Oil giant BP is learning some lessons from pigs in its Alaska pipeline.
Pigs are in-the-pipe testing tools that might have done a better job at spotting the corrosion that prompted Sunday's partial shutdown of BP's Prudhoe Bay oil field, but the company didn't use them there for 14 years.
When BP finally pigged its pipes, under government orders after a massive March oil spill, the results were shocking.
"When we conducted an intelligent pigging, which gives you a lot of data, we were shocked and disappointed in what it found," BP spokesman Neil Chapman said. "... Because what it said was that the effectiveness of our (corrosion) program — we had a gap in the program and we're going to fix it."
BP said on Sunday it was closing operations at its Prudhoe Bay oil field on Alaska's North Slope, the largest in the United States, after an inspection with a so-called smart pig showed extensive corrosion and holes in its 16-mile pipeline.
Pigs, in this context, are bullet-shaped devices pushed through pipelines by the force of the oil behind them. One type of pig, the scraper or cleaner, scours sediment and other deposits from the pipe's inner walls as it goes.
After that, a more sophisticated smart pig can move through with sensors that gauge corrosion and wear.
An early version of the scraper, made of a wooden keg wrapped in burlap and barbed wire, emitted a pig-like squeal as it moved, giving the gadget its colorful name.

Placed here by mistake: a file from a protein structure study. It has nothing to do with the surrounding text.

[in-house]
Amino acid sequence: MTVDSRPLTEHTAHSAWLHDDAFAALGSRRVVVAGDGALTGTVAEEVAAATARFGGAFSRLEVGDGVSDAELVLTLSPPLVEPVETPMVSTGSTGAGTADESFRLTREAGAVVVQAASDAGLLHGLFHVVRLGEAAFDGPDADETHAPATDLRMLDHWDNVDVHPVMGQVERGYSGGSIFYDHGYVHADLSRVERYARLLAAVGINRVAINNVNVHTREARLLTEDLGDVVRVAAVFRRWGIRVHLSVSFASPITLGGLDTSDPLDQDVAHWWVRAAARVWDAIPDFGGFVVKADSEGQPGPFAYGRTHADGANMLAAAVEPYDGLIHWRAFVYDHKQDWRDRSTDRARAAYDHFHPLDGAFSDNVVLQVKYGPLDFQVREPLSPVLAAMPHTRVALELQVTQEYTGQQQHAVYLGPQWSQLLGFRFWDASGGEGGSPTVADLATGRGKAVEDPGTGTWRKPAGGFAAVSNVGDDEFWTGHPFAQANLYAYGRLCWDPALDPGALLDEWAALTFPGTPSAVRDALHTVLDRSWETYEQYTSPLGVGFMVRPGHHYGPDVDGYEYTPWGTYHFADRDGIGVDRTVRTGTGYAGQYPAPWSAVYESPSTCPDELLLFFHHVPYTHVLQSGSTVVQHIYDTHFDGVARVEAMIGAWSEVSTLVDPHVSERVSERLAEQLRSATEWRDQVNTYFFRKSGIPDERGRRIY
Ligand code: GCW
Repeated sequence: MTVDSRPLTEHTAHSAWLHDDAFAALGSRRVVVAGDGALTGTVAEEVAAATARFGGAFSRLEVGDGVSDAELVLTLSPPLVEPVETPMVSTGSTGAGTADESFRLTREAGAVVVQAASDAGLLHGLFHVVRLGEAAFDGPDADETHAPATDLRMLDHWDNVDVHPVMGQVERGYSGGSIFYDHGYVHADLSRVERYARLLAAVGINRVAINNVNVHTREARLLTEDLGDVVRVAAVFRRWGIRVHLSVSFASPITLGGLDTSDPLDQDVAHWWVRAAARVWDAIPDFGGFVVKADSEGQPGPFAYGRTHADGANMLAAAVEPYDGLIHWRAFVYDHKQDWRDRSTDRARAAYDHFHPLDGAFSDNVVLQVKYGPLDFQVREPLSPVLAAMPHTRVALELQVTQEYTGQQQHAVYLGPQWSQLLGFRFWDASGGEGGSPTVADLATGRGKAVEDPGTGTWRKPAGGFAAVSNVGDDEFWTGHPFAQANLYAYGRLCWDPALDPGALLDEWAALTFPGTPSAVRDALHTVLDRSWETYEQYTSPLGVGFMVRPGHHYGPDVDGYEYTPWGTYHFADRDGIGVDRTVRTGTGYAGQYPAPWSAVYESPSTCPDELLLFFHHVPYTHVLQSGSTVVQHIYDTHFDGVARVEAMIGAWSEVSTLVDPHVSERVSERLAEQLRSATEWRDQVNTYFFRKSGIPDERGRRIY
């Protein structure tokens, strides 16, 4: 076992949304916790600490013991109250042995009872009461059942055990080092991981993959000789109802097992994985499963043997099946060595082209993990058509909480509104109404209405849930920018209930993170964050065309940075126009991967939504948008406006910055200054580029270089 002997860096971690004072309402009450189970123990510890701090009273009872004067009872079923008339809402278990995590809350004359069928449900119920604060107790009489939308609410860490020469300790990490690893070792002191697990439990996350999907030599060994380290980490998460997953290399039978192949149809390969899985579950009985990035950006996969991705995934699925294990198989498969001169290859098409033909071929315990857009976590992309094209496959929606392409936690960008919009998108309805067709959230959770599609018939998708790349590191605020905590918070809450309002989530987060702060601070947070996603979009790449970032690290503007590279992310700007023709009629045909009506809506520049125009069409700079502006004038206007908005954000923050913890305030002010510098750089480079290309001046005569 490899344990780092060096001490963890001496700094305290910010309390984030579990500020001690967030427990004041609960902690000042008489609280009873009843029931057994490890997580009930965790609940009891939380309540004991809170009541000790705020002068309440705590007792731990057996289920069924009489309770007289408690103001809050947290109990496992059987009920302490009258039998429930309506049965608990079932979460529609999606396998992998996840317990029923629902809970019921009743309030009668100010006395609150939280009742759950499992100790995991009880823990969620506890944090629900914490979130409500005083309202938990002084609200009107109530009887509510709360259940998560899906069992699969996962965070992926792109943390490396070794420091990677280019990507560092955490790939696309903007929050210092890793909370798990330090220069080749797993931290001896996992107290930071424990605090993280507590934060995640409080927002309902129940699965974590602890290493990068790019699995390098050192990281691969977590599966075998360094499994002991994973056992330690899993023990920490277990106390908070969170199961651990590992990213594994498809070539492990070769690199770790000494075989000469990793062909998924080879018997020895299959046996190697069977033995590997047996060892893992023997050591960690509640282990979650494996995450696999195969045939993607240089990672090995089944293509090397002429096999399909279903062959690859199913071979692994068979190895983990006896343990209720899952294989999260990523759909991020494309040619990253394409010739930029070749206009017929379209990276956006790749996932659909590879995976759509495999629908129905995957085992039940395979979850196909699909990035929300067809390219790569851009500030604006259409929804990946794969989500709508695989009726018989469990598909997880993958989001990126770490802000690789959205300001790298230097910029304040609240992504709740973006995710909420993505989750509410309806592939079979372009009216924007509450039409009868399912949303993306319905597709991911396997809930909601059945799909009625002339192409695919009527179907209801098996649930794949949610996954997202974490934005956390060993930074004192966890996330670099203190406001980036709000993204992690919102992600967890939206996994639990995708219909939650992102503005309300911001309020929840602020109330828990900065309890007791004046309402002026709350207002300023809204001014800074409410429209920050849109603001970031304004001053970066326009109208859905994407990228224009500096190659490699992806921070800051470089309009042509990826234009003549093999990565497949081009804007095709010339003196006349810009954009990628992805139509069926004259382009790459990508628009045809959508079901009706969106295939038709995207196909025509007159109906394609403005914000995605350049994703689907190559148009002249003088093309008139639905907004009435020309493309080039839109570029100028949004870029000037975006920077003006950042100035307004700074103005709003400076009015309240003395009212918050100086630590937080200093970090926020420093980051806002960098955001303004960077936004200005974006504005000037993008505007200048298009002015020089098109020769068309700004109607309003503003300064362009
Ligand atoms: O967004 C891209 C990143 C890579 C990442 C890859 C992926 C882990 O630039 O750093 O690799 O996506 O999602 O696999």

BP had not sent in the pigs at its Alaska line since 1992, relying instead on ultrasound and other external techniques to inspect its lines, Chapman said Thursday in a telephone interview. The company does employ pigs every five years in its North Sea pipelines, a company spokesman said.
Pigs in the pipe
The 800-mile Trans Alaska Pipeline, which receives oil drilled by BP and other North Slope producers, sends a scraper through its lines every week to 10 days and runs a smart pig every year to 18 months, said Dan Lawn, a retired regulator at Alaska's Department of Environmental Conservation, which monitors oil pipelines.
"To know where the pipe's thin, they have to run pigs," Lawn said by telephone from his home in Valdez, Alaska. "If you just measure it with an ultrasonic device from the outside, it will not give you verifiable data."
The government ordered BP to smart-pig its pipeline after a March spill of 200,000 gallons of crude onto the Arctic tundra. Back then, the line was so clogged they had to send numerous scrapers through before a smart pig would fit, said Damon Hill of the U.S. Transportation Department, which regulates oil pipelines.
A smart pig run on July 22 showed pipe walls 80 percent corroded in spots, with two places where there was 0.07 inch of steel — about the thickness of 25 newspaper pages.
This surprised BP officials, who did not expect such corrosion from the type of crude being carried — a processed oil with water, sediments and gas removed, Chapman said.
The smart pig found sludge in the pipe and microbiological activity despite anti-corrosion chemicals, he said.
Lawn, a former engineer on the Trans Alaska Pipeline and now president of the Alaska Forum for Environmental Responsibility, said BP was repeatedly warned by workers and inspectors about possible corrosion.
Chapman said any concerns are investigated, adding that "the key is having details where you can investigate further so that you know what action is to be taken."
Asked whether BP now intends to make pigging part of its routine at the Alaska operation, Chapman replied, "What we've got to do is improve the program using new techniques, new technology and we've obviously got to work with the regulator in order to establish a program we're going to undertake."